"My nephew was down there, he had no place to stay, had no work, and needed to get away," explains Doug McIntosh.
He is very familiar with Biloxi, Mississippi. He lived there for years.
He moved back to Wisconsin in December; his nephew stayed.
The night of the storm, he went to a friend's house. He returned to find his ceiling caved in, so he asked his uncle, McIntosh, for help.
"We drove down Friday night and got there Saturday," says McIntosh.
Only to find devastation.
"This is nothing but houses, they're gone," he explains as he points to the television while we watch his home video from the area, "What houses are there, they're on a different foundation. It's pretty amazing. And to think anyone got out of here if they stayed, and they did stay."
The area that now resembles a junk yard is an area where he says many low-income families lived. They didn't have the resources to get out.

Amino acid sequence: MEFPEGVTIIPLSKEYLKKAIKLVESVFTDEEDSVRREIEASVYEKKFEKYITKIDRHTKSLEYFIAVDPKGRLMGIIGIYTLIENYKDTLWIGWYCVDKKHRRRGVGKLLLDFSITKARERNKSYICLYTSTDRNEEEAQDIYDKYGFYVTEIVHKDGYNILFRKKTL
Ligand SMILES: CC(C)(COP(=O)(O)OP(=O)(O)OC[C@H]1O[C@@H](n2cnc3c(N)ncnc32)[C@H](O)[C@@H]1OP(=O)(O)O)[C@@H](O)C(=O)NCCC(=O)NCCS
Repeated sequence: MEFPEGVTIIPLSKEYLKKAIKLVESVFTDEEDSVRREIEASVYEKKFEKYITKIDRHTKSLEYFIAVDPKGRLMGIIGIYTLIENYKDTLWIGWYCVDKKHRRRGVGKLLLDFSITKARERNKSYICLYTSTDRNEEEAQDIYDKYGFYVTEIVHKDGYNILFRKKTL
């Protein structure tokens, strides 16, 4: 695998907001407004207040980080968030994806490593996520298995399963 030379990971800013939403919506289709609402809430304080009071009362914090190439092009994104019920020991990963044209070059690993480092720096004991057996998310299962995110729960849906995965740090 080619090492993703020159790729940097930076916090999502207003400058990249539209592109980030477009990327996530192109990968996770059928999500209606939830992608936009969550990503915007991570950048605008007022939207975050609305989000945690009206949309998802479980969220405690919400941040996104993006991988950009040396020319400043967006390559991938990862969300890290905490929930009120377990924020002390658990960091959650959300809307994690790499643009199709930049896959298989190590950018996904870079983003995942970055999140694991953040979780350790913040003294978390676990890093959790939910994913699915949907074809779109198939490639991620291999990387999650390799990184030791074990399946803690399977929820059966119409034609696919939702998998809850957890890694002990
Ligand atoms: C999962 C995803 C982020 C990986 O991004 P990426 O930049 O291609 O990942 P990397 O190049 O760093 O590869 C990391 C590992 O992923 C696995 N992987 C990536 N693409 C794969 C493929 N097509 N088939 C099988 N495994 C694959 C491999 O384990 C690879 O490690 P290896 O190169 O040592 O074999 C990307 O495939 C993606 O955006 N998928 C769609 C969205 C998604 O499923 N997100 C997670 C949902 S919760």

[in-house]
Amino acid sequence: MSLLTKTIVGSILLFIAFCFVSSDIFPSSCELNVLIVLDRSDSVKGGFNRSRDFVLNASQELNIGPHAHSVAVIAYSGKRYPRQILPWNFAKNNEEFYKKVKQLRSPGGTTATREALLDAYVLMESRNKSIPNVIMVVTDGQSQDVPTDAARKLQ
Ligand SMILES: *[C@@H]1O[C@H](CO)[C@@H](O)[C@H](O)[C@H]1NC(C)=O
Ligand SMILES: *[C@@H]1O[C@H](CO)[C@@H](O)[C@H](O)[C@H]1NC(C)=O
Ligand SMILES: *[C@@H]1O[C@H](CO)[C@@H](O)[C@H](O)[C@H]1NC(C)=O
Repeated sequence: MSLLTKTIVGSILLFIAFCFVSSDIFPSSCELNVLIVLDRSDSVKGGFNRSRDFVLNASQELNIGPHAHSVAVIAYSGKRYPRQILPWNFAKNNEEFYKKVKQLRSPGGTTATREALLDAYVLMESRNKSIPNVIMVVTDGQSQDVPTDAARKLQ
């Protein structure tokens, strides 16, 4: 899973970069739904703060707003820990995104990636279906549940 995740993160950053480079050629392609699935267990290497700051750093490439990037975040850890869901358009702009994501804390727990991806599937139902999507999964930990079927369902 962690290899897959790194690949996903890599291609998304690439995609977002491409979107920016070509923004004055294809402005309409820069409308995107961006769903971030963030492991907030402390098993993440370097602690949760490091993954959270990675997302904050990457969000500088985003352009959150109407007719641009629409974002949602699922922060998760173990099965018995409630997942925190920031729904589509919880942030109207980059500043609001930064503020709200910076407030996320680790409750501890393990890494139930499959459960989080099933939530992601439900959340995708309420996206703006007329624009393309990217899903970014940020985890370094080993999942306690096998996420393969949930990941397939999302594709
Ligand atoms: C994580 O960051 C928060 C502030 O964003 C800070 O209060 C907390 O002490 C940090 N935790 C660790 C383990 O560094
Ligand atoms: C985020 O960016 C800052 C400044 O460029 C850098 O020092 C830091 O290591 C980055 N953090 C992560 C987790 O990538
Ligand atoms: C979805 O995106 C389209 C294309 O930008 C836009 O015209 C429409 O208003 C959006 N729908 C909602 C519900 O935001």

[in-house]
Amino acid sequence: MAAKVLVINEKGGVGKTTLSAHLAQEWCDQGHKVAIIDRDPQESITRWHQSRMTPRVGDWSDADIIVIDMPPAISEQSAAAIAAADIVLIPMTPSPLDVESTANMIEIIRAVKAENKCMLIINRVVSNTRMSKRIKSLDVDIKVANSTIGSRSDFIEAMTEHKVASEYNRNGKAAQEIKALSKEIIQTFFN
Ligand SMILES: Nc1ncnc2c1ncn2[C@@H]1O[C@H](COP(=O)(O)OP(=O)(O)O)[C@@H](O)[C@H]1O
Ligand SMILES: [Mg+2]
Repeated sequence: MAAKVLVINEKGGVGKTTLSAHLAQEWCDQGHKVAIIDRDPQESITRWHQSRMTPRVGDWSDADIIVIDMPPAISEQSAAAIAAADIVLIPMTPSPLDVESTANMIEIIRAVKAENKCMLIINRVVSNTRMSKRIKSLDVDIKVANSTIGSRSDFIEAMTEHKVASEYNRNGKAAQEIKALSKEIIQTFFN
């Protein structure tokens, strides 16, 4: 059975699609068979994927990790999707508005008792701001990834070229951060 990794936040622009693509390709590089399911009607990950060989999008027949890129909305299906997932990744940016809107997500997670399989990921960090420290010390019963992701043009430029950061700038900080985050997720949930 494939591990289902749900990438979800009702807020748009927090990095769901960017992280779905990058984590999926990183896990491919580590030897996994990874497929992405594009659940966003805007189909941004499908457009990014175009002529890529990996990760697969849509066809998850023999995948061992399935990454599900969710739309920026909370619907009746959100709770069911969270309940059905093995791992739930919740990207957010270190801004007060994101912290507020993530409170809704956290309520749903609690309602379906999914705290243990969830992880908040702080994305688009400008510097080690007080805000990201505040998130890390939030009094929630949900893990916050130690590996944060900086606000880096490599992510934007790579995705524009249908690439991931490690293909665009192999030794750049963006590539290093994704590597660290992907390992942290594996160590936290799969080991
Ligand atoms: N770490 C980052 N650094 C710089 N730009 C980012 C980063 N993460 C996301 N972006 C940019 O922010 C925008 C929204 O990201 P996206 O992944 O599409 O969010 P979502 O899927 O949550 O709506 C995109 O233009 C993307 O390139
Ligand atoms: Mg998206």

"The orange X means they didn't find any bodies in there, the black X means they found bodies," shows McIntosh.
When asked how many black X's he saw he responds, "As you can see there aren't many houses here to spray them on."
The wave was so huge it picked up a casino boat, dropping it across the highway.
Amidst the chaos, members of a destroyed church held a service on the side of the building.
"You just feel for the people, they lost everything."
The scene is different today (Thursday). Officials have set up a recovery center downtown.
But McIntosh's eyes well up with tears at the thought that it may never be the same.
"Does it make your stomach turn every time you watch it?" I ask. As he holds back tears he mumbles, "Um hmmm."
"How long do you think it will take for the people, this community to have any kind of normalcy back?" I ask. As his voice trails off he says, "Years..."
We also spoke with his nephew, Jack. He's living with McIntosh and just started a new job in Madison yesterday. He says he's here to stay.
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